Employment law — employee’s benefits — statutory entitlements — statutory entitlements to be reduced by payment of “team based” commission and team leader bonus — commission and bonus constituted sums paid “for any other reason” and inclusive of statutory entitlements — Statutory interpretation of “any other reason” — purposive interpretation — consistent with policy objective of legislation to avoid double payment of employees’ statutory entitlements by employer — Employment Ordinance (Cap. 57) ss. 35(4), 41(6), 41C(6)
Ps, the former employees of D, a property agency, brought successful claims in the Labour Tribunal for shortfalls in their statutory entitlements under ss. 35, 41 and 41C of the Employment Ordinance (Cap. 57) (“EO”). On D’s appeal, the Judge set aside the awards granted to Ps and ordered a retrial. The Labour Tribunal then transferred the remitted case to the District Court. At the retrial, the only issue was whether, having regard to the legislative intent, the statutory entitlements payable to Ps should be reduced by the “team-based” commission (“Commission”) and team leader bonus (“Bonus”) paid to them, pursuant to ss. 35(4), 41(6) and 41C(6) of the EO (“Deduction Sub-Sections”). Ps argued that the Commission and Bonus could not be viewed as payments inclusive of statutory entitlements and therefore would not fall within the Deduction Sub-Sections. D argued that since the Commission and Bonus were paid on a monthly basis, they should be taken to be payments for every day of the month and include statutory entitlements. As a result, they fell within the Deduction Sub-Sections and should be deducted from the relevant statutory entitlements.
Held, dismissing Ps’ claims against D, that:
Preliminary issue trial procedure
1) The purpose of the Deduction Sub-Sections was to express clearly that any sums paid for statutory entitlements, which would be taken into account in calculating the daily average wage for statutory entitlements, should be deducted from the statutory entitlements payable to avoid double payment by the employer. (See paras. 19–22.)
2) The general elements of the Deduction Sub-Sections were: (a) a sum of money had been paid by the employer to his employee; (b) the sum of money was paid pursuant to (i) the terms in the contract of employment, or (ii) any other agreement, or (iii) for any other reason; (c) the sum of money was paid in respect of a holiday or annual leave or sick leave; and (d) the holiday pay or sickness allowance or annual leave pay shall be reduced by the said sum of money. (See paras. 8–9.)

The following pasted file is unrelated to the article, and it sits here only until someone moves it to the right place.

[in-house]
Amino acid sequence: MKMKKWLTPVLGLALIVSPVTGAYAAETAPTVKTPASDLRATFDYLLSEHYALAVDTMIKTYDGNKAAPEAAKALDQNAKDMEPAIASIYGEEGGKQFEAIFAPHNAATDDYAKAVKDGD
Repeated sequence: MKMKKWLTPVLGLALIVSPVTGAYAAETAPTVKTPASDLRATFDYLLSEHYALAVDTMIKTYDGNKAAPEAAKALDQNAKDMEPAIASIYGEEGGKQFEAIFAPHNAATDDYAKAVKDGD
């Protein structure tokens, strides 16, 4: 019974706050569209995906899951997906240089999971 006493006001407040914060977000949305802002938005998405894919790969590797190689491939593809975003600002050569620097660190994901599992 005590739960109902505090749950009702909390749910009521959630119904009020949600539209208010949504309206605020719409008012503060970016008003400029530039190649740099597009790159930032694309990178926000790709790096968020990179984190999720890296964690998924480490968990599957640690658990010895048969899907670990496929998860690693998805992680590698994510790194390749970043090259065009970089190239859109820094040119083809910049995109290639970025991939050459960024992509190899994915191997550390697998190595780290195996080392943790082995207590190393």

3) There was no express term in Ps’ employment contracts, or in any other agreement between the parties, that the Commission and Bonus were paid for statutory entitlements. Thus, the real dispute was whether the Commission and Bonus fell within the “any other reason[s]” limb of the Deduction Sub-Sections. (See paras. 10, 28.)
4) The ejusdem generis principle was not applicable in construing the meaning of the phrase “any other reason” to limit it to the genus of agreements only. This was because the first two limbs of the Deduction Sub-Sections already covered any possible form of agreement. Instead, on a purposive approach to statutory construction, the “reason[s]” had to be consistent with the policy objective of the legislation to avoid any double payment being made by the employer. As a result, “other reason[s]” included, but were not limited to, situations where a sum of money paid was taken to be paid for statutory entitlements by operation of law or otherwise (Town Planning Board v Society for the Protection of the Harbour (2004) 7 HKCFAR 1 applied). (See paras. 30–40.)
5) By virtue of the nature of the Commission and Bonus, they were to be considered payments by the employer for Ps’ statutory entitlements. They were payments covering every day of the whole wage period, including payments for days on which Ps were on leave (Cathay Pacific Airways Ltd v Kwan Siu Wa Becky (2012) 15 HKCFAR 615 applied). (See paras. 43–53.)
6) In light of the above, the Commission and Bonus payment fell under the limb of “any other reason[s]” within the Deduction Sub-Sections and were inclusive of statutory entitlements. They should therefore be deducted when calculating the statutory entitlements. The failure to deduct the payments would result in double payment of Ps’ statutory entitlements. (See paras. 53–54.)
This was the retrial of the four plaintiffs’ claims against the employer-defendant for shortfalls in their employees’ statutory entitlements, confined to the proper interpretation of ss. 35(4), 41(6) and 41C(6) of the Employment Ordinance (Cap. 57). The facts are set out in the judgment.